Not everything in an apron is 'Masonic'
The Library and Museum is the first point of call for people across the world with 'Masonic' material in their possession, but very often the objects turn out to be from non-Masonic Orders and Friendly Societies.
Recently the Library and Museum has identified a 'Masonic' chair that turned out to be from the Worshipful Company of Plumbers, a 'Masonic' game that was a child's building set with an apparently Masonic trademark, and a pair of jewels from a children's temperance movement. Staff are able to help with identification because the collections in the Library and Museum are rich in non-Masonic material, from Druids to Old Friends, Buffaloes to Moose - the range of regalia and orders is seemingly infinite.
Very often the requests for identification of material come from other museums looking to catalogue items in their own collections.
Curator Mark Dennis put forward the idea of holding a session at this year's Museums Association conference in Brighton to introduce curators to the importance and diversity of fraternal material. This conference is the most important date in the year for UK museums. An exhibition, courtesy of Brighton Freemason and ex-mayor Andy Durr, was staged in the Brighton Fishing Museum to coincide with the conference. Opened by the Lord Mayor of Brighton and Hove, and attended by the Provincial Grand Master of Sussex and other Masons as well as conference delegates, the exhibition, co-organised by Fay Newman (Assistant Curator), was a great success.
The Library and Museum has organised a number of events recently for general audiences. During 'Napoleon's jewels' day, passers-by in Great Queen Street were surprised to see a French prisoner of war in full Napoleonic uniform. He was inviting them to visit Freemasons' Hall to find out why prisoners during the Napoleonic wars made Masonic jewels. Using paper, card, crayons, sequins and glitter, visitors were also encouraged to have a go at making their own jewel.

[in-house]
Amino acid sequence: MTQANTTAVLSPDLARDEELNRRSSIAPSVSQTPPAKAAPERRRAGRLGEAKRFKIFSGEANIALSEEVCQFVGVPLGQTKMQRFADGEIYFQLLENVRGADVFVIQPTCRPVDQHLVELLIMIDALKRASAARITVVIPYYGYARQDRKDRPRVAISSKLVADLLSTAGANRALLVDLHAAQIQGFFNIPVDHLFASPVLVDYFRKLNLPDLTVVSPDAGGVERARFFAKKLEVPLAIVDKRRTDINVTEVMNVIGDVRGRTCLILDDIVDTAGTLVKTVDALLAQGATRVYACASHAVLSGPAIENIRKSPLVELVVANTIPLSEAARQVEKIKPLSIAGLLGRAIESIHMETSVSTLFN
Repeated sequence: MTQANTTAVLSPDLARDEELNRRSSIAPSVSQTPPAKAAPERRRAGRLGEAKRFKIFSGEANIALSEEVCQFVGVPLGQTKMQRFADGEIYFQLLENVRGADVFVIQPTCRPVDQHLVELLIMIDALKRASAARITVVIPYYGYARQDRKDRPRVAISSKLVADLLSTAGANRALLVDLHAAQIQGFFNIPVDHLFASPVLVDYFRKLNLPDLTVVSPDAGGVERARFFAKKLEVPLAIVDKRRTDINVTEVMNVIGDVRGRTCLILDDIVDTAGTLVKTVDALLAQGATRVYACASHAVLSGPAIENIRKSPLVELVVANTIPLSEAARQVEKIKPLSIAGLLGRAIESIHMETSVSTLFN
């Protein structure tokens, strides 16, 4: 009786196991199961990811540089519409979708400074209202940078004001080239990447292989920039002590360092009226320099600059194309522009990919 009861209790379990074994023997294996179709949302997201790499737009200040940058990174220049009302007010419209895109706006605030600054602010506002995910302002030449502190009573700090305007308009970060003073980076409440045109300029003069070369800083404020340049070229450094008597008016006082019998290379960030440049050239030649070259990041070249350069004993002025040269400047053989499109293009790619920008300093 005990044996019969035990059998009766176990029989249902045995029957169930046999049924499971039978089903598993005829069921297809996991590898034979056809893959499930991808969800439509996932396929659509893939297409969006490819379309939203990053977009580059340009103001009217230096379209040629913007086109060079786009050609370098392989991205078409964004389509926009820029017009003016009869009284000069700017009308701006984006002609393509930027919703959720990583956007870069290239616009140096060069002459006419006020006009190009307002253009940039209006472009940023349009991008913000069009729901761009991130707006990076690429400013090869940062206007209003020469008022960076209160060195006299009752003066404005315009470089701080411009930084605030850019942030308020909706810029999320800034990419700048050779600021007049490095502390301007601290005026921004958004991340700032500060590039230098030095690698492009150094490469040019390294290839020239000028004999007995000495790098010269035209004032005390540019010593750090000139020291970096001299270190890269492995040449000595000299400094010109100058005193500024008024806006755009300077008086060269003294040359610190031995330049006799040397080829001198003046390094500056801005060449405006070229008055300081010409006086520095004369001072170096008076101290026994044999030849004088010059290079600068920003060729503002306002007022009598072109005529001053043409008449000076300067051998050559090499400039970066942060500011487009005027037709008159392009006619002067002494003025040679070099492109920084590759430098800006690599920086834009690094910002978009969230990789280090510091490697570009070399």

The Library and Museum's Summer exhibition this year will take visitors back to the early 18th century London, using the life and works of John Pine as a means of exploring the city in which he lived and worked. He engraved the famous maps produced by the cartographer John Rocque, the first detailed map of the streets of London and a precursor of today's A-Z. John Pine was the most famous engraver in 18th-century England, a friend of Hogarth and a Freemason. Pine's best known Masonic work is the Frontispiece of the 1723 Book of Constitutions and the early engraved lists of Lodges.
The exhibition will run from early July to mid-September. Further details are available from the Library and Museum on 020 7395 9257.
Freemasonry in Victorian Theatre and Music
The second half of the nineteenth century was a period of tremendous change in musical and theatrical performance. The development of a railway system made it possible for companies of actors and musicians from London to tour provincial cities.
Deregulation of London theatres fostered the growth in the number of theatres and of new forms of entertainment, notably the music hall.
Freemasonry was also growing rapidly during this period and the first Lodges where membership focussed on those in the music or theatrical profession were formed from about 1870.
The new exhibition at the Library and Museum in Freemasons' Hall will explore all these factors by focussing on the life and work of some of the individual freemasons involved. Conductor Sir Michael Costa, actor Sir Henry Irving and impresario Sir Augustus Harris, all senior Freemasons, were key figures. The exhibition will also include opera impresario Carl Rosa, the composers Wilhelm Ganz and William Spark and the theatre owner W S Penley.
In conjunction with the exhibition, the Shop at Freemasons' Hall will be selling a new DVD entitled Freemasonry in Victorian Music and Theatre
which has been specially recorded in Freemasons' Hall and includes rare performances of the music and songs of the period including opera, ballads and some Victorian Masonic songs. Telephone orders can be made on 020 7395 9329. The exhibition opens on 12th January 2004 and runs until the end of June.
Web site created by Mark Griffin